Are You Going In For The Hug Instead of the Handshake?



going in for the hug instead of the handshakeEver have someone lean in for the hug when a handshake was more appropriate? It has happened to all of us. There is that awkward moment when we go to put out hand out and they are thrusting towards us and we are standing there as stiff as a board wondering what to do next. MOVE AWAY! It makes us feel uncomfortable and what is just a few seconds, feels like forever. Did they miss the memo that not everyone is a hugger or are they just treating everyone the same and hug away? While we appreciate the outward show of affection, we would just rather the handshake.


Going In For the Hug

A hug is a warm embrace that comes in many different forms as we have the bro hug, the screaming girl BFF hug, the family hug, the consoling hug, the intimate hug reserved for our partners and the of course obligatory hug as they went in. We have seen or experienced these all and while we may have adopted the General Store mentality, others are a bit more reserved on who they want to be that close to. How can we tell if someone is open to receiving a hug or prefers the handshake? Tough call however as we get to know people, we learn. We have learned in business that we need to treat our customers differently by identifying their wants and expectations and then fulfilling them. There are some client or customers who prefer a phone call to an email, some that focus more on the procedure/logistics than the time it takes where as others prefer to receive the final product and without much communication. It is up to us as a business to know how our client/customers wish to communicate with us. Very important in how we earn our customer share vs our market share.

The Handshake

A handshake is a warm greeting in an introduction, an acknowledgment of the person, a job well done and something that Bill Belichick seems to forget at the end of a Patriots/JETS game. The handshake is safe and still warm, it is not overdoing it by overwhelming or making people feel uncomfortable. In business this is more earning your market share as opposed to your customer share. Market share is to the masses where as the customer share is earning each customer by knowing them. The handshake is the masses. It is the standard greeting that many times is more appropriate than a hug. Although, we have to look at when we are launching something new. Are we targeting a more intimate group within our target market (the hug) or are we going to the entire target market and then some (the handshake)?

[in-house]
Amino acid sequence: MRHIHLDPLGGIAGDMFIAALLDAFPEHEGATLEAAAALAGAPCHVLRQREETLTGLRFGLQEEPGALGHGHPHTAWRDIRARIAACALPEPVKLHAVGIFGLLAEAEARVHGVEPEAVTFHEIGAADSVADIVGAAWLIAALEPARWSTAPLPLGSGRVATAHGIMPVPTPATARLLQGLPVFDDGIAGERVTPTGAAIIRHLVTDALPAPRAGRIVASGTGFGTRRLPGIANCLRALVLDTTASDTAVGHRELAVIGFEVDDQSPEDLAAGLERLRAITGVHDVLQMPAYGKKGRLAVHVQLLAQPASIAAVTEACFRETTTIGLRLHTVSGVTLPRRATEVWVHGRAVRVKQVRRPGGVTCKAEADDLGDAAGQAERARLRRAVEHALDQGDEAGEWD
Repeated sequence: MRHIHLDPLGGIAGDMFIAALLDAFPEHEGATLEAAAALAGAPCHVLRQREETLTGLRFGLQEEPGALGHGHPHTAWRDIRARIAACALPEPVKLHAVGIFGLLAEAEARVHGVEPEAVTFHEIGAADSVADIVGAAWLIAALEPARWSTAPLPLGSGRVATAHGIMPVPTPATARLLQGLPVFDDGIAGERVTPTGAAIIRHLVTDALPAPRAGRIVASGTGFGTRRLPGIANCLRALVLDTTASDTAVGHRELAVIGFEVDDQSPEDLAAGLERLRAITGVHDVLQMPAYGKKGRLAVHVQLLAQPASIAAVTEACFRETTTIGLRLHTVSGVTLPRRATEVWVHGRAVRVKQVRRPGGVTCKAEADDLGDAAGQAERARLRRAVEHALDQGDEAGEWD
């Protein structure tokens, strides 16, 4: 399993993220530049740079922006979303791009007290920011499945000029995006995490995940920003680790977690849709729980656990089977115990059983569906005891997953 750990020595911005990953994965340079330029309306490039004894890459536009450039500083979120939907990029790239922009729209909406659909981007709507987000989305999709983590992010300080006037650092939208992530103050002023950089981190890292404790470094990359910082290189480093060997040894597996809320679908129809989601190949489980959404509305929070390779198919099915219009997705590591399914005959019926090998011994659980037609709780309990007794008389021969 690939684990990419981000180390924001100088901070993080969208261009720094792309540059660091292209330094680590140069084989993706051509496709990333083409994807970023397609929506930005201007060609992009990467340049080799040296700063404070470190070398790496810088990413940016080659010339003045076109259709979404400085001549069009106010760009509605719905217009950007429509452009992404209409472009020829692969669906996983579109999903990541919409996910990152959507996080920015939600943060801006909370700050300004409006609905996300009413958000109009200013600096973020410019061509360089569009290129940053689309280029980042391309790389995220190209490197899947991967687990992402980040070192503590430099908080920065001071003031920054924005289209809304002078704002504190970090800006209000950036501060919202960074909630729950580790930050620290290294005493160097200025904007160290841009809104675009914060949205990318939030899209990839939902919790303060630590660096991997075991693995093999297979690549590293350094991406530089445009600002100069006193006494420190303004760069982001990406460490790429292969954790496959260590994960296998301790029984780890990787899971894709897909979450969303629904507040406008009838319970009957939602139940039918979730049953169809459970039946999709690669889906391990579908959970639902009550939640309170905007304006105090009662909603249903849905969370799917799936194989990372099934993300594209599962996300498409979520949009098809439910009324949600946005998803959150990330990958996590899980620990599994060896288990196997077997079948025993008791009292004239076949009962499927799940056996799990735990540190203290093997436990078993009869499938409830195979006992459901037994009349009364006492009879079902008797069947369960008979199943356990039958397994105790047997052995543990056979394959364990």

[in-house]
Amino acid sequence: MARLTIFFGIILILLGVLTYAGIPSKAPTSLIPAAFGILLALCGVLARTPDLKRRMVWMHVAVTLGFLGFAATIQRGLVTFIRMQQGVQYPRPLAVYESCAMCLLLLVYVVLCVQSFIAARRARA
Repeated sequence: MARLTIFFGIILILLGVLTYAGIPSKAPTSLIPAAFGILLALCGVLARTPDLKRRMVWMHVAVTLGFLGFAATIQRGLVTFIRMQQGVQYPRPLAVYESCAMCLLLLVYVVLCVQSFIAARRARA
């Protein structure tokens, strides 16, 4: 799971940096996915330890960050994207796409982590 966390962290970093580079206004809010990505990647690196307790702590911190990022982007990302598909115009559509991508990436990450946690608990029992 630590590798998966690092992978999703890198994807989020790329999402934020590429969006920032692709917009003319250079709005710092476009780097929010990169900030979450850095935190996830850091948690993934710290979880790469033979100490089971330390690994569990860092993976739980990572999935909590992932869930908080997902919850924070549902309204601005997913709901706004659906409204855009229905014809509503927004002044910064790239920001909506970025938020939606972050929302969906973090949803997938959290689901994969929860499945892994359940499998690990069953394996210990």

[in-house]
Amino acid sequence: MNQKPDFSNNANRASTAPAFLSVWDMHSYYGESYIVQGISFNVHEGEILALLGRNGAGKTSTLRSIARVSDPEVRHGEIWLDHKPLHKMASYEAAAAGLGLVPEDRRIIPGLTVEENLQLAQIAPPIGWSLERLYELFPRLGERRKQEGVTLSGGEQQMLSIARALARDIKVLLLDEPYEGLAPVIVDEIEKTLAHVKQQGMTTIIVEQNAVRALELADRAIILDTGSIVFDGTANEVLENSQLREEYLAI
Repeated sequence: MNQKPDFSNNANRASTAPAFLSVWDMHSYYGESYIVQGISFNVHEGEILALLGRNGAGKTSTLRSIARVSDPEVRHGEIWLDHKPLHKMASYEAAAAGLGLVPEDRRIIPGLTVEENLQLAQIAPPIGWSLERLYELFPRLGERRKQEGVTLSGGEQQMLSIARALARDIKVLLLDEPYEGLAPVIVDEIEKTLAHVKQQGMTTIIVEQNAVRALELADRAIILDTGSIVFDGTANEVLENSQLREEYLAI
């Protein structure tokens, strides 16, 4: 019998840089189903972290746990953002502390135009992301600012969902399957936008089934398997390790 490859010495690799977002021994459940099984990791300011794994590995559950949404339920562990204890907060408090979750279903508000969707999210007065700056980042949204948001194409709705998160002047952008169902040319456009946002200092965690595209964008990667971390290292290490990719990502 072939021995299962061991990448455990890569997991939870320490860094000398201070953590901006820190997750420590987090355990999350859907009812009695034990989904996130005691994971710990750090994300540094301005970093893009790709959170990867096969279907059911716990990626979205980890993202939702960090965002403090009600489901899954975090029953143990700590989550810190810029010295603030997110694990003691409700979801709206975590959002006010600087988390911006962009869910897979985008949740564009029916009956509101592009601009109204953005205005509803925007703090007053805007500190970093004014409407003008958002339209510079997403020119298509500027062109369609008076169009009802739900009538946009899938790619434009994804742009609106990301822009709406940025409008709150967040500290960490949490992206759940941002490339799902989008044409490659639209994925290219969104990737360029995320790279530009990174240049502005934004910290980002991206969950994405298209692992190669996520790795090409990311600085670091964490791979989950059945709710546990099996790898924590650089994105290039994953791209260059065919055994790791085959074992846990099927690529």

Knowing Your Clients/Customers

This is not new or groundbreaking advice. It is something that we all practice every single day. There are some customers that we adore and some that are more difficult that require us to take a few deep breaths before we communicate with them. We learn this pretty quickly and respect that. In social media there seems to be a bit of a disconnect. Do we know a lot about our connections? Are they prospects or those that share the same industry and would be a referral agent? What about our subscribers to email lists and blogs? Do we know which of them would be potential buyers and those that would never buy at all? Have we ever taken the time to look or is it more about the numbers?

Social media has reverted us back to the masses and not the individual customers. Peter Shankman recently wrote  I Will Never Hire a “Social Media Expert,” and Neither Should You where he talks about social media and how things have gone a bit awry:

“Rather than embracing this new technology and merging it with what we’ve learned already, we’re throwing off our clothes and running naked in the rain, waving our hands in the air, sure that this time it’ll be different, because this time it’s better!!”

How often do we go through our followers or friends and qualify them as prospects? When we have a blog article that breaks the barriers for us and gets us record traffic, do we look at those that shared and retweeted to see how they would fit into our business model of prospecting? This is more than visiting their profile, blog and sending a thanks and retweeting their articles. We get so caught up in the traffic numbers and forget that while the numbers look pretty and are shiny, the share of customer is so much more important to build brand loyalty and grow your company.

Are you going in for the hug or the handshake?